However, Kate is clearly a traditionalist through and through, so even if the throne name is a middle name instead of a first, it is very unlikely indeed any and all names the child will bear won’t feature somewhere in the royal family tree.

Which will be?

Well, it’s certainly noticeable that none of the Queen’s granddaughters have been called Victoria, which, given the fact a baby girl would one day be queen, has to be top of the list of names for Kate and Wills’ baby if it’s a girl.

Another likely contender is Mary. There has been a royal princess of the name virtually continually since the time of the fourteenth-century Mary of Woodstock, daughter of King Edward I – until the death of Queen Mary in 1953. It is another name notable for being ‘reserved’ since, prevented from use by more minor royals. It’s not remotely fashionable at present (nor is Victoria in Britain) – but that’s never bothered the royals before, and is unlikely to trouble them now. It might even be considered in the name’s favour.

Elizabeth must also a pretty major contender. That it might to be on the ‘reserved’ list was in evidence in 2003, when Prince Edward picked Louise for his daughter. Queen Elizabeth, the Queen Mother had died not long before and if Elizabeth wasn’t on the list of names ‘put aside’ for royals higher up the pecking order, it would have, perhaps, been a rather more likely choice.

Then there are the names of the three ‘almost queens’, which might, possibly, be judged acceptable for a future Queen of the Realm, namely Jane, Charlotte and Matilda. Lady Jane Grey was ‘Queen for Nine Days’ in 1553; she was never crowned, and ended up with her head on the block, but, nevertheless, she was declared Queen of England after the death of her cousin, King Edward VI.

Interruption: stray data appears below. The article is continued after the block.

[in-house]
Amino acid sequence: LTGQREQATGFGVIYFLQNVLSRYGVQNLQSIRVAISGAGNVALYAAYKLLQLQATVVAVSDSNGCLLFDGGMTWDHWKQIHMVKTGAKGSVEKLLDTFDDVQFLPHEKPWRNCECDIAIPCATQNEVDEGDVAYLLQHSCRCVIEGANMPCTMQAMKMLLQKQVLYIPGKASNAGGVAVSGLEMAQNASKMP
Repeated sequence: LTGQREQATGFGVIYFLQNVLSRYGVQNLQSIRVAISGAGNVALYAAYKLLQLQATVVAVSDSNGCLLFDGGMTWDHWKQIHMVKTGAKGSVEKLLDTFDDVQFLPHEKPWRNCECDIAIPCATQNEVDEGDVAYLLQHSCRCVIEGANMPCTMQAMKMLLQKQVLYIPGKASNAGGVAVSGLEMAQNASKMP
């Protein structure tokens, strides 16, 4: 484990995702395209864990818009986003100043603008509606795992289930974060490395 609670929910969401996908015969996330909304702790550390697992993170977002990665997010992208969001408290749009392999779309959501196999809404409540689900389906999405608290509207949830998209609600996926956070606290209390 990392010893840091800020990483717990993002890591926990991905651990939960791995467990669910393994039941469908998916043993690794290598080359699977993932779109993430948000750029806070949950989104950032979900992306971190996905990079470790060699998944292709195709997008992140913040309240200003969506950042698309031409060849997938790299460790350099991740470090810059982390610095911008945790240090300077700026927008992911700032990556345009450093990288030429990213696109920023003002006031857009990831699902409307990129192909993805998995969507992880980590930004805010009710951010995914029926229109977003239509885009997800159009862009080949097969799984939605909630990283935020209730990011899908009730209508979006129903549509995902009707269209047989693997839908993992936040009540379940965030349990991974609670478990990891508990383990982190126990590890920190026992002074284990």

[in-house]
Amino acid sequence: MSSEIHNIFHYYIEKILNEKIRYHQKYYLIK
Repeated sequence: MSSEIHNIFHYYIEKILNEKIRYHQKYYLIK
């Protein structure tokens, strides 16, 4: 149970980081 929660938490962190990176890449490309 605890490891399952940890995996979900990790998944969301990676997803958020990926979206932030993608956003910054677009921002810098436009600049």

Meanwhile, we would have had a Queen Charlotte, had Princess Charlotte of Wales not died in childbirth in 1817. Her death sparked a national crisis, as King George III had prevented all his other children from marrying. That all changed; the princes all set about marrying and reproducing – and Queen Victoria was one of the results.

Lastly, Matilda, daughter of King Henry I and mother of King Henry II was de facto queen in 1141; and she and her cousin Stephen, the man formally considered king during the period, were embroiled for many years in a messy civil war. Peace finally came when Stephen promised to make Matilda’s son his heir.

And while it would be unlikely as a first name, I’ll eat my crane bag if Diana doesn’t feature amongst her likely four given names.

As for boys, there is one name which is screaming out as top contender for Wills and Kate’s first son – George. Like Victoria and Mary, it has had a distinctly ‘reserved’ sign on it for the last fifty years. George is also one of the most popular names amongst the British Upper Class – half of Wills’ Old Etonian friends will be Georges.

Are there others? Well, most of the names of other kings are currently ‘occupied’, which is likely to rule them out: Charles, by Will’s dad, Henry by his brother, Edward by his uncle, James by his cousin, Richard by a second cousin, William by Wills himself. Those which are not are limited to John and Stephen.

John is a no-no; it is regarded as the royal family’s unlucky name, and is unlikely to see use again for centuries.

Stephen is an interesting one; since King Stephen’s time, it has never been used again. The fact that it is ‘unfashionable’ at the moment, however, is perhaps more likely to count in its favour; the royals have never particularly concerned themselves about such things. I would be surprised, though; after all, look what happened when John got resurrected from the medieval scrolls…

There are also the names of the ‘almost-rans’, which widen the choice a bit. Probably the most likely of this bunch for Kate and Wills is Arthur. King Henry VII’s eldest son was called Arthur, and would have been king had he not died before his father, while, a few centuries earlier, Arthur, Duke of Brittany had been the intended heir of King Richard I. It is also one of both Prince Charles’ given names and Wills’. It’s also another name which has seen most use in the last thirty years in the British upper class.